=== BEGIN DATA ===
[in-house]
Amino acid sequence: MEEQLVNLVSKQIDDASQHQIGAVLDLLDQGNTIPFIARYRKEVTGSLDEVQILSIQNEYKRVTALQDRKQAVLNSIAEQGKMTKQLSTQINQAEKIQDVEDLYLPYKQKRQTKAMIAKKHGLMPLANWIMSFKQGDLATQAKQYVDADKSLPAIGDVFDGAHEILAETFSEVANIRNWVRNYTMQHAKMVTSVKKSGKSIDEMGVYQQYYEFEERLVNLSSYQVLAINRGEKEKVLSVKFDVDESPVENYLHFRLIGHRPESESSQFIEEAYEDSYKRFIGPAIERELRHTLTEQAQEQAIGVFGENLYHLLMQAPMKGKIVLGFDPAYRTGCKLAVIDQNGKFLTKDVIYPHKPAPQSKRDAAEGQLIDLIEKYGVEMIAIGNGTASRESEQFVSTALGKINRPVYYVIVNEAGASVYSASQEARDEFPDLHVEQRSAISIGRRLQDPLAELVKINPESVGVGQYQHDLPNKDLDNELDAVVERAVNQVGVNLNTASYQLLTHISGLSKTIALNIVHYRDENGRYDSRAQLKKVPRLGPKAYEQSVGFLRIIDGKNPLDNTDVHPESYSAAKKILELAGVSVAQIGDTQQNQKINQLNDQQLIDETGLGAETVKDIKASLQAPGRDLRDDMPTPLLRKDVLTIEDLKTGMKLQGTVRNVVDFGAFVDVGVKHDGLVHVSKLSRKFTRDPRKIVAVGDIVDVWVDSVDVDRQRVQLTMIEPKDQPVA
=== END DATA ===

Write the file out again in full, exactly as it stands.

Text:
[in-house]
Amino acid sequence: MEEQLVNLVSKQIDDASQHQIGAVLDLLDQGNTIPFIARYRKEVTGSLDEVQILSIQNEYKRVTALQDRKQAVLNSIAEQGKMTKQLSTQINQAEKIQDVEDLYLPYKQKRQTKAMIAKKHGLMPLANWIMSFKQGDLATQAKQYVDADKSLPAIGDVFDGAHEILAETFSEVANIRNWVRNYTMQHAKMVTSVKKSGKSIDEMGVYQQYYEFEERLVNLSSYQVLAINRGEKEKVLSVKFDVDESPVENYLHFRLIGHRPESESSQFIEEAYEDSYKRFIGPAIERELRHTLTEQAQEQAIGVFGENLYHLLMQAPMKGKIVLGFDPAYRTGCKLAVIDQNGKFLTKDVIYPHKPAPQSKRDAAEGQLIDLIEKYGVEMIAIGNGTASRESEQFVSTALGKINRPVYYVIVNEAGASVYSASQEARDEFPDLHVEQRSAISIGRRLQDPLAELVKINPESVGVGQYQHDLPNKDLDNELDAVVERAVNQVGVNLNTASYQLLTHISGLSKTIALNIVHYRDENGRYDSRAQLKKVPRLGPKAYEQSVGFLRIIDGKNPLDNTDVHPESYSAAKKILELAGVSVAQIGDTQQNQKINQLNDQQLIDETGLGAETVKDIKASLQAPGRDLRDDMPTPLLRKDVLTIEDLKTGMKLQGTVRNVVDFGAFVDVGVKHDGLVHVSKLSRKFTRDPRKIVAVGDIVDVWVDSVDVDRQRVQLTMIEPKDQPVA